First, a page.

Revelations in a Burger Chef
by Amie Heasley

Mother      your quiet face.
I knew what you were really saying.

Dad wasn’t on business.
Dad wasn’t coming back.
You told us at Burger Chef.
My brother giggled between French fries.
I squirted ketchup, red and salty like your heart.
Men in white paper hats cleaned up our trash.

Mother      your quiet face.
You wanted to take us to Disneyworld.

But Dad was already there.

AUTHOR’S NOTE ON THE PHOTOGRAPH: My school picture from first grade in Plainwell, Michigan. My grandmother (father’s mother) made the sundress I am wearing.

NOTE FROM THE AUTHOR: Our communication style stems from the communication style of our parents, whether we’d like to admit or dispel that fact. When I wrote this poem, I was nearing the end of my MFA, and had been given an exercise to “borrow” a line from one of the poets we’d studied over the course of the semester. I chose Jean Valentine’s poem “Lines from a Story” and the line “Mother    your quiet face” as a springboard for this particular poem. I hoped my poem would echo both the struggle to communicate and the strength to endure of Valentine’s poem, while giving a glimpse of one of the most pivotal conversations I recall my mother having with me as a child.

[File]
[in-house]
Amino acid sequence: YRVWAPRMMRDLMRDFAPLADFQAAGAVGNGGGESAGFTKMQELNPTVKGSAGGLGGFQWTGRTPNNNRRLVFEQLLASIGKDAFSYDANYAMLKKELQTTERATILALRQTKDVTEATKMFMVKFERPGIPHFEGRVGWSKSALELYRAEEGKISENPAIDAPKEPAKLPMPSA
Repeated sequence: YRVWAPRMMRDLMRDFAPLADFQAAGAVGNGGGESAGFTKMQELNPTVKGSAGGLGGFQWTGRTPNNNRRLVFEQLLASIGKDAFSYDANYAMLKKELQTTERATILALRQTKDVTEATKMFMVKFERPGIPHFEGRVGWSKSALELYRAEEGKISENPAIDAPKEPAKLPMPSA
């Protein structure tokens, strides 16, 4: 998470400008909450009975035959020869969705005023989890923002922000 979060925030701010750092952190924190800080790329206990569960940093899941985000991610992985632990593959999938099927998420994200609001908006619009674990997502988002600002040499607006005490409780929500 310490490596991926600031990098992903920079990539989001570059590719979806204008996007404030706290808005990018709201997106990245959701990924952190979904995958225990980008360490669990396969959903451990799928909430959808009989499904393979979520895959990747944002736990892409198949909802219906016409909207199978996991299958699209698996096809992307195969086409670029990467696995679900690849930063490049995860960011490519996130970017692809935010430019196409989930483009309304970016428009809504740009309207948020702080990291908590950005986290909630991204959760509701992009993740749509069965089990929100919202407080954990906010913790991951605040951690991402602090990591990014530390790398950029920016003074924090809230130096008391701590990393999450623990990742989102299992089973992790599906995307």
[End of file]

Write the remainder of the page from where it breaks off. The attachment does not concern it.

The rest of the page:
ABOUT THE AUTHOR: Amie Heasley graduated with an MFA in fiction from Western Michigan University in 2006. Most recently, her fiction has appeared online at Petrichor, The Boiler Journal, Corium, Juked, and Prick of The Spindle. She, along with her beloved husband, daughter, and dog, calls Kalamazoo home.